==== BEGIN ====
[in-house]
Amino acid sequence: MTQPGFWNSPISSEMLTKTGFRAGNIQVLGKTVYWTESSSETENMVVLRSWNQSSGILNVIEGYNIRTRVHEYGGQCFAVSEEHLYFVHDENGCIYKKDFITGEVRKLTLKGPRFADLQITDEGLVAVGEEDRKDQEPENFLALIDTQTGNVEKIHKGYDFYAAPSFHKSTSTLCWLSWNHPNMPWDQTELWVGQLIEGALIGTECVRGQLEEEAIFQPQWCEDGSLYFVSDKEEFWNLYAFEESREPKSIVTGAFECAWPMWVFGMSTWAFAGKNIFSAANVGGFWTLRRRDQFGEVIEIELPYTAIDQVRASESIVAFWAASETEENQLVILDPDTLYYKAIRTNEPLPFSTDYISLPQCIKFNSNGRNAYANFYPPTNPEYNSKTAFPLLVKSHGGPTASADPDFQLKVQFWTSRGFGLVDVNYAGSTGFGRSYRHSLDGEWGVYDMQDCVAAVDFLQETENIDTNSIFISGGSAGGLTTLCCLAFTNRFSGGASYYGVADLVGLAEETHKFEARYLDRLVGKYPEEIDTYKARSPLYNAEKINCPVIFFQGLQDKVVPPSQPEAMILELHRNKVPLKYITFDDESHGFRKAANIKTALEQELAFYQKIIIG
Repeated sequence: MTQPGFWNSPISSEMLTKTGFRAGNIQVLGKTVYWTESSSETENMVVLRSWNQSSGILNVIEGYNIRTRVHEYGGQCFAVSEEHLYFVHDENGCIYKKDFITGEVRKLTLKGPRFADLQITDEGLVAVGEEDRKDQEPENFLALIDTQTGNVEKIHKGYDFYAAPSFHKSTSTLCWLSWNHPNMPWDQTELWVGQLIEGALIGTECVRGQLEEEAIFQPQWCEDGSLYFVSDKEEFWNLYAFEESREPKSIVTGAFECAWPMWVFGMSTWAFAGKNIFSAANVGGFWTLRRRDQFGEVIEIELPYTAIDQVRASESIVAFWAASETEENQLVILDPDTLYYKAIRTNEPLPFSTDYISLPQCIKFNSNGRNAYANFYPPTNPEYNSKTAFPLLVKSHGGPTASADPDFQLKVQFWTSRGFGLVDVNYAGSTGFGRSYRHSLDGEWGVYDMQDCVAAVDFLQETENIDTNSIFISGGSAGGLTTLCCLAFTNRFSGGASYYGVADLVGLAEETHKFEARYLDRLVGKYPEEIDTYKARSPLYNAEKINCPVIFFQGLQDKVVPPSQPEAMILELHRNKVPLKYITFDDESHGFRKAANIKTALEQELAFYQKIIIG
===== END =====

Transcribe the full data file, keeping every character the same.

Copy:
[in-house]
Amino acid sequence: MTQPGFWNSPISSEMLTKTGFRAGNIQVLGKTVYWTESSSETENMVVLRSWNQSSGILNVIEGYNIRTRVHEYGGQCFAVSEEHLYFVHDENGCIYKKDFITGEVRKLTLKGPRFADLQITDEGLVAVGEEDRKDQEPENFLALIDTQTGNVEKIHKGYDFYAAPSFHKSTSTLCWLSWNHPNMPWDQTELWVGQLIEGALIGTECVRGQLEEEAIFQPQWCEDGSLYFVSDKEEFWNLYAFEESREPKSIVTGAFECAWPMWVFGMSTWAFAGKNIFSAANVGGFWTLRRRDQFGEVIEIELPYTAIDQVRASESIVAFWAASETEENQLVILDPDTLYYKAIRTNEPLPFSTDYISLPQCIKFNSNGRNAYANFYPPTNPEYNSKTAFPLLVKSHGGPTASADPDFQLKVQFWTSRGFGLVDVNYAGSTGFGRSYRHSLDGEWGVYDMQDCVAAVDFLQETENIDTNSIFISGGSAGGLTTLCCLAFTNRFSGGASYYGVADLVGLAEETHKFEARYLDRLVGKYPEEIDTYKARSPLYNAEKINCPVIFFQGLQDKVVPPSQPEAMILELHRNKVPLKYITFDDESHGFRKAANIKTALEQELAFYQKIIIG
Repeated sequence: MTQPGFWNSPISSEMLTKTGFRAGNIQVLGKTVYWTESSSETENMVVLRSWNQSSGILNVIEGYNIRTRVHEYGGQCFAVSEEHLYFVHDENGCIYKKDFITGEVRKLTLKGPRFADLQITDEGLVAVGEEDRKDQEPENFLALIDTQTGNVEKIHKGYDFYAAPSFHKSTSTLCWLSWNHPNMPWDQTELWVGQLIEGALIGTECVRGQLEEEAIFQPQWCEDGSLYFVSDKEEFWNLYAFEESREPKSIVTGAFECAWPMWVFGMSTWAFAGKNIFSAANVGGFWTLRRRDQFGEVIEIELPYTAIDQVRASESIVAFWAASETEENQLVILDPDTLYYKAIRTNEPLPFSTDYISLPQCIKFNSNGRNAYANFYPPTNPEYNSKTAFPLLVKSHGGPTASADPDFQLKVQFWTSRGFGLVDVNYAGSTGFGRSYRHSLDGEWGVYDMQDCVAAVDFLQETENIDTNSIFISGGSAGGLTTLCCLAFTNRFSGGASYYGVADLVGLAEETHKFEARYLDRLVGKYPEEIDTYKARSPLYNAEKINCPVIFFQGLQDKVVPPSQPEAMILELHRNKVPLKYITFDDESHGFRKAANIKTALEQELAFYQKIIIG